10 tips for doing business in Belgium

Introduction to Belgium business culture

Belgium has a rich cultural history but also politically, a very complex and sometimes troubled one. There continue to be tensions in the country between the Flemings in the north and Walloons in the south. Be sure that you know the difference and that the Flemings are Dutch speakers, but are not Dutch, while the Walloons speak French, but are not French. The Walloons can also be sensitive about being seen as quieter versions of the French. Be careful not to speak French to Flemings or Dutch to Walloons. German should only be spoken to those in the small, German speaking region of Belgium.

Belgians are modest, pragmatic and flexible. They are not given to loud or aggressive behaviour and will not take well to those who are very boisterous, pushy or aggressive. They respect creativity and flexibility and a willingness to compromise and find common and agreed ground in business situations. Those in the north are more given to a consensual style of negotiation and decision-making than those in the south and attitudes and expectations should be tailored accordingly.

The Belgians are friendly and outgoing and will take well to those who have an open, respectful attitude. They will expect colleagues to be friendly but efficient and to live up to their promises and agreements. While Belgians are pragmatic and do not like to waste time, they like to enjoy friendly relationships with their business counterparts. They enjoy business entertainment – eating and drinking are favourite past times. Good topics of conversation include food and drink, sports, Belgian art and architecture.

Despite the size of the country, its achievements culturally and economically are considerable and should not be underestimated. Some painful parts of their history – including religion and war, should be avoided. Belgians are enthusiastic supporters of the EU, which should be understood and acknowledged.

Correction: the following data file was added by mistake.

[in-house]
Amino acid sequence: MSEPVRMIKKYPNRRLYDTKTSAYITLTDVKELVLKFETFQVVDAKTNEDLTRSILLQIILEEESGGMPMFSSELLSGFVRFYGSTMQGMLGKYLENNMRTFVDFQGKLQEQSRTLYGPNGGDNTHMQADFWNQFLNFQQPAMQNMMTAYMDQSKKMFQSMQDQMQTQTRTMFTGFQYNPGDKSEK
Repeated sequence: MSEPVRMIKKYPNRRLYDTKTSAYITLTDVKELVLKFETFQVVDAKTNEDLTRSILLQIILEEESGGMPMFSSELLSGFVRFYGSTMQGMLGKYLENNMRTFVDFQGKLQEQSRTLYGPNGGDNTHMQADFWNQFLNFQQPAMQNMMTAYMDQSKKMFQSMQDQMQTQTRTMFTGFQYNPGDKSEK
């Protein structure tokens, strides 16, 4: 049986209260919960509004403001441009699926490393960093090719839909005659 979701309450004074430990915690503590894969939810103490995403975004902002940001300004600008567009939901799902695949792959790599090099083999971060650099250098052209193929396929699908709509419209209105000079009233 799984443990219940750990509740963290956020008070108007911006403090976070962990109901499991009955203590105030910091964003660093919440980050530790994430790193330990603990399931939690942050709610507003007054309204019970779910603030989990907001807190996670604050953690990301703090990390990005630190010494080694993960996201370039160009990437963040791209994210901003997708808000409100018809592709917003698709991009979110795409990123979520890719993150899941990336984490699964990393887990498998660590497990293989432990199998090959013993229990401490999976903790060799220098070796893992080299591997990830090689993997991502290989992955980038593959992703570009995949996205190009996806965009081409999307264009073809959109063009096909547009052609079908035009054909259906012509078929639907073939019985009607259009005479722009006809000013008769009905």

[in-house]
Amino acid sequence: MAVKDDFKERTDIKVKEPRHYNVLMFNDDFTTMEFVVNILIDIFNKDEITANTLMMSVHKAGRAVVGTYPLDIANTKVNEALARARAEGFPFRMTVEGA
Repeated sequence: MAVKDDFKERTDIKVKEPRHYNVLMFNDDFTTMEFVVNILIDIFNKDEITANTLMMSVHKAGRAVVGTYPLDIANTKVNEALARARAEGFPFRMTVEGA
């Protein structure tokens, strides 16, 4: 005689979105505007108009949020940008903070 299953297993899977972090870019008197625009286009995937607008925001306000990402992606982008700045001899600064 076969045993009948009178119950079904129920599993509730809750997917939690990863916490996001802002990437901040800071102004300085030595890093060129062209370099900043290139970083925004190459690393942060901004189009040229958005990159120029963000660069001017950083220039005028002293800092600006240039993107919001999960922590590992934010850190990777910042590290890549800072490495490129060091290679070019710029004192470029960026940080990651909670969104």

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Top 10 tips on Belgium business culture

Here are 10 essential tips for making a good impression when doing business in Belgium:

  1. Be alert to differences within Belgian society and culture – North – Flanders, primarily Dutch; South – Wallonia, primarily French; Northeast – primarily German influenced. Print bi-lingual business cards as appropriate.
  2. Recognise that Belgians tend to be careful and conservative; they will take their time before trusting others. Build extra time into your planning.
  3. Maintain a friendly, open attitude. Being confrontational is considered rude.
  4. Work at being subtle rather than overly direct. Directness is sometimes associated with being too simplistic.
  5. Expect to have to deal with many procedures and a lot of paperwork.
  6. Work through issues in a gradual way; communication should be logical and reason-based.
  7. Arrive on time for meetings; arriving late may cause you to be seen as unreliable. Meetings tend to be formal, although first meetings are often more social than business focused.
  8. Be prepared for lengthy discussions of issues to make sure all alternatives have been considered.
  9. Be acquainted with Belgian history and in particular, the economic achievements of the country. Demonstrate a positive orientation toward Europe.
  10. Try to avoid religious issues or issues related to the tensions between the regions of Belgium; do not criticize the monarchy.

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belgian business culture

About the Author

Terence Brake

Terence Brake is an author in the global learning & development field and has over 20 years experience helping executives to work better across cultures.

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